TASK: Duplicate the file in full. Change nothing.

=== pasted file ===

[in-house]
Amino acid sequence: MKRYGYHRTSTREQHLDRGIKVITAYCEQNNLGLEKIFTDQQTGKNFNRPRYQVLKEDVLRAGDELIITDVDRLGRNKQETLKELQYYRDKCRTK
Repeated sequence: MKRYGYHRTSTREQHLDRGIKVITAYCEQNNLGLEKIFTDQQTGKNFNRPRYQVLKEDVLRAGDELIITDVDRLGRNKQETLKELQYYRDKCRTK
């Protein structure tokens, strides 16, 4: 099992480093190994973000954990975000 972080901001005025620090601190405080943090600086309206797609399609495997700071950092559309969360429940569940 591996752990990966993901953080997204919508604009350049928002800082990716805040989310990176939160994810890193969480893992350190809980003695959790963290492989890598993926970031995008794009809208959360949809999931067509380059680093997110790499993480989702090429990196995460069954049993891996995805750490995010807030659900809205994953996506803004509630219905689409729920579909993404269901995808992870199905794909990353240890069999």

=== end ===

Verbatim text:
[in-house]
Amino acid sequence: MKRYGYHRTSTREQHLDRGIKVITAYCEQNNLGLEKIFTDQQTGKNFNRPRYQVLKEDVLRAGDELIITDVDRLGRNKQETLKELQYYRDKCRTK
Repeated sequence: MKRYGYHRTSTREQHLDRGIKVITAYCEQNNLGLEKIFTDQQTGKNFNRPRYQVLKEDVLRAGDELIITDVDRLGRNKQETLKELQYYRDKCRTK
């Protein structure tokens, strides 16, 4: 099992480093190994973000954990975000 972080901001005025620090601190405080943090600086309206797609399609495997700071950092559309969360429940569940 591996752990990966993901953080997204919508604009350049928002800082990716805040989310990176939160994810890193969480893992350190809980003695959790963290492989890598993926970031995008794009809208959360949809999931067509380059680093997110790499993480989702090429990196995460069954049993891996995805750490995010807030659900809205994953996506803004509630219905689409729920579909993404269901995808992870199905794909990353240890069999």